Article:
Board of Aldermen Votes Unanimously to Approve First in the Nation Collateral Consequences Ordinance
(4/2/2012) The Board of Aldermen voted unanimously Monday night to
approve the Collateral Consequences Ordinance, adding new clarity and transparency to City licensing and permit decisions regarding individuals with criminal records.
The term “collateral consequences” refers to the legal consequences that result from a criminal conviction but are not part of the sentence for the crime. This may include denial of licenses and permits, ineligibility for public programs, and impairment of voting rights. The Collateral Consequence Ordinance seeks to increase transparency
regarding the long term consequences of a criminal conviction.
“The proposed ordinance amendment builds on the achievements of the City's 2009 Ban the Box ordinance by reducing barriers to successful reintegration confronted by individuals with criminal convictions regarding city licenses and permits. Modeled on legislative recommendations from the American Bar Association and the Uniform Law Commission, the law is the first in the nation to improve transparency by mandating the collection and publication of collateral consequences,” said Amy Meek, Director of the Reentry Initiative.
“When we think about reentry, we often think about recently released individuals, many of whom need comprehensive support to build a safe and stable future. But there is another group of individuals, those who have
older convictions on their records, who continue to face barriers to employment and stable success. The City benefits as a whole when all residents have opportunities for stable employment,” said Mayor John DeStefano Jr.
The Collateral Consequence Ordinance builds upon the success of New Haven’s Ban the Box Policy. Enacted in 2009, the Ban the Box Policy removed from all City job applications the “box” or query relating to an applicant’s conviction history. Under this ordinance, the City may
inquire about any conviction history an applicant may have only after it has made the applicant a provisional offer of employment on the basis of that individual’s qualifications. In addition, vendors contracting with the City must, under the ordinance, attest that they have hiring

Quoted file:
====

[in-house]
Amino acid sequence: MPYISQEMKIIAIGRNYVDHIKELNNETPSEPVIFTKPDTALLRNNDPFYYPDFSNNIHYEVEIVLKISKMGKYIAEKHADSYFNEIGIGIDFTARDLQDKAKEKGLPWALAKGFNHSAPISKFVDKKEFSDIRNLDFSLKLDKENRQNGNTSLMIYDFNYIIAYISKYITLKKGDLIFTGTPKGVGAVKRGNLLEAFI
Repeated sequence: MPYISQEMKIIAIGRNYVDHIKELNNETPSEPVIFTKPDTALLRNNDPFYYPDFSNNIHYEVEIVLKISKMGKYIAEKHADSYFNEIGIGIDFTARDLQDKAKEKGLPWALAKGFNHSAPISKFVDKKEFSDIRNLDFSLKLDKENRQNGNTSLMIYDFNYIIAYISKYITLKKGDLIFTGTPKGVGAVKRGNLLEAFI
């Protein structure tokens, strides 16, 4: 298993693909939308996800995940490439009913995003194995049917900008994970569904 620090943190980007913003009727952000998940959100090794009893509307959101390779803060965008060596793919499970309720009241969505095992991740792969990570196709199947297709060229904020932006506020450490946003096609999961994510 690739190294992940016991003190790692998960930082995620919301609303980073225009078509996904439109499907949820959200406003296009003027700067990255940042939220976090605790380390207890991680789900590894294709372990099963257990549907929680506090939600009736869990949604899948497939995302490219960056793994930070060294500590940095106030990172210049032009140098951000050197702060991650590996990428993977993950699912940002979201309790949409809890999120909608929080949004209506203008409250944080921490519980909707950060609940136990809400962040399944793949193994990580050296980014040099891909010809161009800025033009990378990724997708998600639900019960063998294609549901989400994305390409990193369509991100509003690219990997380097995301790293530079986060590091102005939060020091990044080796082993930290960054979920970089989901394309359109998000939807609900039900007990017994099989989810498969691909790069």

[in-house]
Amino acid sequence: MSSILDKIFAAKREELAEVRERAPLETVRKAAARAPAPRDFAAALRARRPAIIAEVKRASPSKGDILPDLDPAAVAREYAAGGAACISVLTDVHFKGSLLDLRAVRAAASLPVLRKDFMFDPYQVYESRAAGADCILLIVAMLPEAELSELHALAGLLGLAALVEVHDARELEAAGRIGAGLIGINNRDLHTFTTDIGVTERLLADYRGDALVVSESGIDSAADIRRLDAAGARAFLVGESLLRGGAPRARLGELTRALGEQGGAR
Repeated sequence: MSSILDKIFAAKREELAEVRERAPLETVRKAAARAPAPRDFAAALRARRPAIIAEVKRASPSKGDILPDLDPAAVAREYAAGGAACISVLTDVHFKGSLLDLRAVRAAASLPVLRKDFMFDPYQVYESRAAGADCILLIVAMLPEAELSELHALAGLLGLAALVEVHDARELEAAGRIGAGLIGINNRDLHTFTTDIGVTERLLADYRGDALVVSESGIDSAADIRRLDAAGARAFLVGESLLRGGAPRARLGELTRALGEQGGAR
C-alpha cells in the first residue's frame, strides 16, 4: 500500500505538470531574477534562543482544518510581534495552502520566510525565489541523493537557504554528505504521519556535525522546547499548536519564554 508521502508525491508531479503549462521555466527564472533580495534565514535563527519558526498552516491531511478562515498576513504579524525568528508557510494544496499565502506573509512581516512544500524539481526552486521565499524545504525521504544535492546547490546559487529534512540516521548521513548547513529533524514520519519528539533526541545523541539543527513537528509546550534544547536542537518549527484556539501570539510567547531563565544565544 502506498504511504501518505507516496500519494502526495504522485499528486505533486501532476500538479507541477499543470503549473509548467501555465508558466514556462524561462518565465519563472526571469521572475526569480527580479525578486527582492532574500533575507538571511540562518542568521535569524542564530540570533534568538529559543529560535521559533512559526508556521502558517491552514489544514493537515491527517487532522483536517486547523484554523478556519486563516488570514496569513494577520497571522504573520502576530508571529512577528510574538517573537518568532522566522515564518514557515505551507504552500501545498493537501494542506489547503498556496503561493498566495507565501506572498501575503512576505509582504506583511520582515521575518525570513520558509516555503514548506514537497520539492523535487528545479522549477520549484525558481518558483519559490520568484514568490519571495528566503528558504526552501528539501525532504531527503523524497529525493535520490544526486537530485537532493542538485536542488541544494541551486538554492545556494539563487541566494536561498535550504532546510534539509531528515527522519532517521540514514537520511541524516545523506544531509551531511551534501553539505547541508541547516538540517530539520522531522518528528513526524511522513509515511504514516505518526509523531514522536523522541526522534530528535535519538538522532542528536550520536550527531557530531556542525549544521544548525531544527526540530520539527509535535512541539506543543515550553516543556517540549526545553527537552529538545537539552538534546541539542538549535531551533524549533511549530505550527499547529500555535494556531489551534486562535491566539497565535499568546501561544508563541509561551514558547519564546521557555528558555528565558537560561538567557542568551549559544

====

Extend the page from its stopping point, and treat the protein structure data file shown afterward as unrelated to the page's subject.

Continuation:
policies consistent with the City’s own.
The Collateral Consequences Ordinance requires that the City compile and publish online all local laws allowing for the consideration of criminal convictions in decisions regarding jobs, contracts, licenses, and other benefits. Further, the ordinance provides simple guidelines for the
consideration of criminal records in the issuance of licenses and permits. Under the Collateral Consequences Ordinance, the factors used in determining whether an applicant’s criminal record is relevant to a license or permit will be the same ones used to determine relevance for
purposes of employment. Under the “Ban the Box” ordinance, the City considers factors including the nature of the conviction and its relationship to the type of benefit sought, the length of time that has passed since the conviction, the gravity of the offense, the age at the
time of the offense, and information relating to rehabilitation and good conduct.
Harold Williams, a New Haven resident, was previously denied for a street vendor's license because of his criminal record. "I'm trying to earn an honest living and provide for my family -- I used to sell drugs but now I want to use those skills in a positive way," Williams said. "I hope to get my vendor's license so I can show the community that you can change."
“Better re-entry policy is a key part of building a safer city,” said Alderwoman Jessica Holmes, chair of the Legislation Committee, which heard the ordinance.
Alderwoman Jackie James introduced an amendment Monday night that was adopted requiring a clearly defined independent review process for those seeking to appeal denials based on a prior criminal conviction.
An estimated one in four Americans has a criminal conviction on his or her record. Currently, about one in seven applications to the City for a food cart or vendor permit are denied due to a criminal record.
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